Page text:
China, in this case, practices a different political ideology towards the freedom of speech. In China, the government is more involved in shaping the nature and scope of the freedom of speech: the Chinese state is positioned as the controller of speech and assembly, in part this is because they perceive possible criticism as tied to their national pride and interests. The Chinese perception of the freedom of speech distinguishes between political criticism and social and civil discourse. While social critique could be legitimate in some cases, Daryl Morey’s tweet was considered to be political criticism. This kind of criticism, directly pointing at the government, is perceived as a direct threat to the nation and its stability. From this Chinese point of view, criticism against the government is seen to be unpatriotic. Following this authoritarian political philosophy, patriotic interests justify limiting the freedom of speech.
The Chinese response to the NBA’s announcement makes clear their views on the exercise of freedom of speech. While the NBA emphasized the importance of free speech as a fundamental democratic right, the Chinese state-run television channel CCTV emphasized the limits of the freedom of speech: it must not challenge the government or the nation’s stability. This conflict, between different views of the freedom of speech, is the cultural conflict the NBA has not anticipated. Here is the Chinese response, as reported by CNBC:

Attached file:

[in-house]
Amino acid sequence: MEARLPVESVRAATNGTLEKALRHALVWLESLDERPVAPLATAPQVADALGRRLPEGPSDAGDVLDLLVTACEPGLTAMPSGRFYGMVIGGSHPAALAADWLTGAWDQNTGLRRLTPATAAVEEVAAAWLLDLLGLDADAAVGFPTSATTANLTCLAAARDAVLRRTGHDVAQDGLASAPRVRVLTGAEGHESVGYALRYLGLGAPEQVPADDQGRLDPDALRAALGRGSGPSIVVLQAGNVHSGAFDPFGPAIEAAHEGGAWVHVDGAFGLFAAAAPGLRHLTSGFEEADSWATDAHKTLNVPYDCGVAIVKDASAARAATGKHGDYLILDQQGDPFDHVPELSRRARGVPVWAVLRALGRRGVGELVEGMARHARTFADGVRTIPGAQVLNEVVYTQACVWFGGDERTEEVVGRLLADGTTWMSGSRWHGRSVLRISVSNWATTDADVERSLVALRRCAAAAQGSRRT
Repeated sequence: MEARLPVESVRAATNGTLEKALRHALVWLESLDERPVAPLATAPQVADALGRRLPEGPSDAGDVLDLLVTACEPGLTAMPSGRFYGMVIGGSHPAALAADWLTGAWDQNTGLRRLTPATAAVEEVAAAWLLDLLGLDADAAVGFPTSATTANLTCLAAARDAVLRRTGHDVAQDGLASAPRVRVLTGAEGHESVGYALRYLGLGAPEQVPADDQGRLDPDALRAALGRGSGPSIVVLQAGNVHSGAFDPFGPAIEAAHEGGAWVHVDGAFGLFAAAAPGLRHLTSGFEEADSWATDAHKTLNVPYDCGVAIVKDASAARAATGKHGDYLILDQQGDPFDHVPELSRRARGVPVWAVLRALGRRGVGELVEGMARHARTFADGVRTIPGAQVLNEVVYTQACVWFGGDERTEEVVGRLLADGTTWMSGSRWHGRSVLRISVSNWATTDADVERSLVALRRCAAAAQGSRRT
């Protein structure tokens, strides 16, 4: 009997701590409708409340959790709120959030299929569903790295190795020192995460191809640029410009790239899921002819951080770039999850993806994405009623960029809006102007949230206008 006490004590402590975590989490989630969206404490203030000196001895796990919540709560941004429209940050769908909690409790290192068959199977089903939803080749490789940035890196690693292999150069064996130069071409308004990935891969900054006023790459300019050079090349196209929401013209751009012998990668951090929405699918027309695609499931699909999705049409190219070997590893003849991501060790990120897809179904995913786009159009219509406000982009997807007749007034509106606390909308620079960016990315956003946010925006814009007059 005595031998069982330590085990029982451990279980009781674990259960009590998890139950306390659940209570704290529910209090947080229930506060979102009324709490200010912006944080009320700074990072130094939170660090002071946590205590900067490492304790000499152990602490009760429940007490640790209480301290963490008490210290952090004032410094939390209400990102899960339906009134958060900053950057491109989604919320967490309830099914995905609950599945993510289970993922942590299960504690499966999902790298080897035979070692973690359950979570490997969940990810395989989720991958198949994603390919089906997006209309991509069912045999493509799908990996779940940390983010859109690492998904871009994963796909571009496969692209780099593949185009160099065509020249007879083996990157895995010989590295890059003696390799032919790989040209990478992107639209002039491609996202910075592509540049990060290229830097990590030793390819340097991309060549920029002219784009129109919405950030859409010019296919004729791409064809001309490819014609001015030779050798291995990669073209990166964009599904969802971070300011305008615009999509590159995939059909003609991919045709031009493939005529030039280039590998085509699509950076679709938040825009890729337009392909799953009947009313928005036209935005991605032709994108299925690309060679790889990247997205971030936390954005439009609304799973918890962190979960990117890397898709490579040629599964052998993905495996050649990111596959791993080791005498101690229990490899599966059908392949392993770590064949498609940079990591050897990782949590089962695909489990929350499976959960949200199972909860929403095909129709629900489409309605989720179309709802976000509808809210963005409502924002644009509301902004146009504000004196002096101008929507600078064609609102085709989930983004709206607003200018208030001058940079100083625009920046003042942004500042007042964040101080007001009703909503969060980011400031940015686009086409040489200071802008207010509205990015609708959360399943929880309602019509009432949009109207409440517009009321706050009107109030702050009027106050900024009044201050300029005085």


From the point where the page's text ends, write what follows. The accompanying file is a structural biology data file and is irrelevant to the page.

The second and most surprising outcome for the NBA was the angry responses their announcement received from both sides of the American political discourse. Both Republicans and Democrats joined in criticizing the league for “implementing a gag rule on Americans” and for ingratiating themselves to the Chinese while abandoning the American ethos of the freedom of speech for monetary profits. Ben Sasse, a Republican senator from Nebraska, released a statement calling the NBA’s message shameful. Senator Ted Cruz, a Republican from Texas, tweeted “we’re better than this; human rights shouldn’t be for sale & the NBA shouldn’t be assisting Chinese communist censorship.” Beto O’Rourke, a former Democratic contender for president, called the NBA’s apology to China an “embarrassment.”